Objectives: This study looked at the effect of botulinum toxin type A (BoTox-A) in patients with amyotrophic lateral sclerosis (ALS) with dysphagia due to isolated upper motor neuron (UMN) involvement or combined UMN/lower motor neuron (LMN) impairment associated with oral phase or oropharyngeal muscles involvement. Establishing whether different pathophysiologic mecha- nisms underlie different responses to BoTox-A treatment may have important implications for patient management.
Patients and methods: We screened 35 patients with sporadic ALS with dysphagia and included in the study 20 out of 35 with upper esophageal sphincter (UES) hyperactivity. We divided these 20 patients into 2 groups, based on the presence or absence of LMN impairment. Irrespective of the groups, we treated all 20 patients with BoTox-A injected into the UES. The study outcome was dysphagia severity scored using the Penetration/Aspiration Scale (PAS), measured before and 2, 4, and 20 weeks after injection.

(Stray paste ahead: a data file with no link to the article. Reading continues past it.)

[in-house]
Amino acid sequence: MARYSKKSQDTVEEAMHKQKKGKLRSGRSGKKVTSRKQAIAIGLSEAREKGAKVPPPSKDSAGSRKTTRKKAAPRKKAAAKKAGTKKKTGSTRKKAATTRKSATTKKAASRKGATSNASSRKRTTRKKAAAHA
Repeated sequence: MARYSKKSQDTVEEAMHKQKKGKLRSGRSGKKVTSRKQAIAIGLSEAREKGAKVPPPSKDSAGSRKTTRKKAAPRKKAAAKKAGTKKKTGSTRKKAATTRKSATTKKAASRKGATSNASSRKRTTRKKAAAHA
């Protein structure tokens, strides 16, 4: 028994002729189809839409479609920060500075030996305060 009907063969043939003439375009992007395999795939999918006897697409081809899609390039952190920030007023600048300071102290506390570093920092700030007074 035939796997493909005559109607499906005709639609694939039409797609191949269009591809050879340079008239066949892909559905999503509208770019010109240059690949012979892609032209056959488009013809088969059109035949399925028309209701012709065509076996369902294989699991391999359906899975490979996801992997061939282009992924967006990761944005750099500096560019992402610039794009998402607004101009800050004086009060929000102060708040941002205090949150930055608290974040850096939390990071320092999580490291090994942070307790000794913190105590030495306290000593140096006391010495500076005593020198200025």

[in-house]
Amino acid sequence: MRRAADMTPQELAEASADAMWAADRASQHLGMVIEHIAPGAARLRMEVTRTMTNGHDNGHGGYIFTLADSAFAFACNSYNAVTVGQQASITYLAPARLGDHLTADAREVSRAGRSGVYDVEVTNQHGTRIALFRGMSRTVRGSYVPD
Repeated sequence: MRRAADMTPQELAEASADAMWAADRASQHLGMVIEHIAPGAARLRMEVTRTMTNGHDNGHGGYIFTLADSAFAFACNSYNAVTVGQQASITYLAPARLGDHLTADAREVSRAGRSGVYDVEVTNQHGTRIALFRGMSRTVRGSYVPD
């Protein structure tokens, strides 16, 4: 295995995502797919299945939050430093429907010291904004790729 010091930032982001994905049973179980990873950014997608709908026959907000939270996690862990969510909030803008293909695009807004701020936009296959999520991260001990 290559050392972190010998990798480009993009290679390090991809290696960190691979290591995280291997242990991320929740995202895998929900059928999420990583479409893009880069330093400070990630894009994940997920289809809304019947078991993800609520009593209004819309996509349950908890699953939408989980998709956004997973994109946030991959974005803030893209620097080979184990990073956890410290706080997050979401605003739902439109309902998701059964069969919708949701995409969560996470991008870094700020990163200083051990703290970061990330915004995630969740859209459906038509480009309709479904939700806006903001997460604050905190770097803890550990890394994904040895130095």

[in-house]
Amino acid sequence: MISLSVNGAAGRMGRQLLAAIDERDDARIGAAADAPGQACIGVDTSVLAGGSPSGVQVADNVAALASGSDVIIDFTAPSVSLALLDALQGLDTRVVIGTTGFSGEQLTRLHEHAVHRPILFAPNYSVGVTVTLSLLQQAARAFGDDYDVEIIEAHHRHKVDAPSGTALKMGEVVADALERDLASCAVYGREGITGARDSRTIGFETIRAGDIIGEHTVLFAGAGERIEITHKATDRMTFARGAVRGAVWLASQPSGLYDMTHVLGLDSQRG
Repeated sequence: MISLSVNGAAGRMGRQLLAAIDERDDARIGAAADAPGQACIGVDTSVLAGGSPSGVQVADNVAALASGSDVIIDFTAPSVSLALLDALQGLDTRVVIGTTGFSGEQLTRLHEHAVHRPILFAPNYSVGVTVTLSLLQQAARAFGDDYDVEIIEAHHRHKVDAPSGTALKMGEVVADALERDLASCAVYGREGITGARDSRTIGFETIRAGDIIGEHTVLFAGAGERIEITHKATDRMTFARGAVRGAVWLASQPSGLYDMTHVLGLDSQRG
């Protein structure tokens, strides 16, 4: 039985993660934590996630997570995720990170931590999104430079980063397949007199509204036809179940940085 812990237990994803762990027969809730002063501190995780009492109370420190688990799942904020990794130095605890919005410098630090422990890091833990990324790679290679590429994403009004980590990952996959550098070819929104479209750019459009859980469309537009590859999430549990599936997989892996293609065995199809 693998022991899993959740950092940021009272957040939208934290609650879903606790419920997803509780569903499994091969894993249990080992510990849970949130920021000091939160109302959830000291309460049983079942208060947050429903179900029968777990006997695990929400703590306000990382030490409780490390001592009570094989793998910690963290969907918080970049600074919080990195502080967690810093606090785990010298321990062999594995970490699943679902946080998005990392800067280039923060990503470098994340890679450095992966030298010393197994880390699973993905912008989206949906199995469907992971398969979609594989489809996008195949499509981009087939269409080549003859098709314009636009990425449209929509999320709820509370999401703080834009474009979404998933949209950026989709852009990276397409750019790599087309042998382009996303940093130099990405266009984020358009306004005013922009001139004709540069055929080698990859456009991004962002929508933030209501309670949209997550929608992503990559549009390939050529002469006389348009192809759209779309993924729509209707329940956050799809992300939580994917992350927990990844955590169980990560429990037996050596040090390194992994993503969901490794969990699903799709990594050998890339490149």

Results: Significant mean PAS reduction was noted at weeks 2 and 4. The botulinum-dependent PAS reduction was entirely associated with the variability shown by the group of patients with no sign of LMN impairment (group 2) and was not observed in group 1.
Conclusions: The significant improvement observed in patients with isolated UES dysfunction suggests that a different pathophysiology of ALS dysphagia predisposes patients to a different response to treatment with BoTox-A. This treatment may represent an alternative treatment to percutaneous endoscopic gastrostomy (PEG) or prolong PEG-free time.
Classification of evidence: This study provides Class III evidence that botulinum is more effective at 2 and 4 weeks in improving dysphagia in patients with ALS with UES hyperactivity without LMN involvement (vs those with LMN involvement). Neurology” 2013;80:616–620